A freelance writer needs a couple gigs she can depend on. That is why I write for and edit blogs. When the back and forth of the query process with magazines slows, my blog gigs cover the bills.
Sometimes, you lose a regular gig. Several years ago, the owners of a site I wrote for every week said they were “hit by Google’s algorithm change” and could no longer afford to keep me. I learned a few things from that experience I’d like to share with you.
What To Do When You Lose a Writing Client
Always have a back-up plan
I wanted to despair about losing my blogging job—for about an hour. Then I remembered another project I struggled to make time for. Boy was I relieved to know I already had a plan in place. The next time slot dedicated to write posts for that blog, I pulled out the shelved project and got to work. If you don’t have a shelved project, at least have a file of writers’ guidelines and start sending out those queries. If you want to replace the blogging gig, here is a list of lists of blogs that pay.
- Earn Money Online: 92 Websites that Pay Writers $50+
- 28 Parenting Blogs and Magazines That Pay Freelance Writers
- 50 Blogs that Pay Writers $50+ for Guest Posts
- Get Paid to Blog: 121 Blogs that Pay for Guest Posts
Start with a contract
Another time, the owner of another blog I wrote for decided to feature a special project for an entire month. He notified his writers the week before Christmas that he didn’t need any posts for January. Seriously? That was my grocery money he just cut for his pet project. I was left scrambling to make up for it.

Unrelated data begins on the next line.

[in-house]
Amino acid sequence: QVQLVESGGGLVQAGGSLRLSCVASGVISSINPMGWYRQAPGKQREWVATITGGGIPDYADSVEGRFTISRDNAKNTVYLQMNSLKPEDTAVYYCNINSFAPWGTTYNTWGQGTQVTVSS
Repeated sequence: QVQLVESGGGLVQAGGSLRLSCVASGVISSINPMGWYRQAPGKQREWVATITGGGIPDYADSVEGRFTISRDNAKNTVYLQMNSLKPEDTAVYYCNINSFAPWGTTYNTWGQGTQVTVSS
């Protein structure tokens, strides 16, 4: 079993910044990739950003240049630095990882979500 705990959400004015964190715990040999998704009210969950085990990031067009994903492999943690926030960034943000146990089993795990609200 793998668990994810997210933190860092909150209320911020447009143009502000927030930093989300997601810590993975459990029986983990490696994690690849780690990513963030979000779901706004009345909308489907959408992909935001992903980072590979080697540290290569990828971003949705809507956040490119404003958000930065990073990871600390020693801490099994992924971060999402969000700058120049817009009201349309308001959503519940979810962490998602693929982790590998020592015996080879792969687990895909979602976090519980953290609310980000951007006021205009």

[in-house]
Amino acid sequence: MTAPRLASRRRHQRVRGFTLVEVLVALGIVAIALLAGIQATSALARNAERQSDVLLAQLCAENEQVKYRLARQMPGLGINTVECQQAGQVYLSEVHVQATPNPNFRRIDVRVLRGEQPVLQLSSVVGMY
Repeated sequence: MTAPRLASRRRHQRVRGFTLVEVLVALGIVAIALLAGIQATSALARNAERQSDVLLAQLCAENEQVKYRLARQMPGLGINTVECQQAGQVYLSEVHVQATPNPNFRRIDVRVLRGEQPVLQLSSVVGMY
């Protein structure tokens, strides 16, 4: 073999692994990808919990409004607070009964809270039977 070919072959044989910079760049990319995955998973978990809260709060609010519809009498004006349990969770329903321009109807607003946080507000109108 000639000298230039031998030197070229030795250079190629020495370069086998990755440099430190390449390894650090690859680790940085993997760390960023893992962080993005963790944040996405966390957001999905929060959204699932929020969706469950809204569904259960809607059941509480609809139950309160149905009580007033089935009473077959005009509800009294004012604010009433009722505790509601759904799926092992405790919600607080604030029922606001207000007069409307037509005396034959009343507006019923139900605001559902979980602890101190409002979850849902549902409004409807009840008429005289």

If I had had a contract in the first place, this may not have happened. He would have had to integrate his project in with the regular posts, or given his writers more than two weeks’ notice. Would this have protected me with the blog that just didn’t have the money anymore? Maybe, maybe not. But it would have at least given me more notice to find other work.
Look at what you’re walking away with
I’ve written for several blogs for a couple years each. I’ve also written columns for both my local newspaper and a national magazine. That’s a lot of material that I own rights to. I could tweak that material for another market and resell. I could sell some to print publications for reprint rights. I could compile like content into an e-book. Not just that, two years of a weekly column looks pretty good on my resume. I have to keep in mind, I never leave a job empty handed.
Freelance writing has its ups and downs. Don’t let the downs keep you down, though. Just keep writing.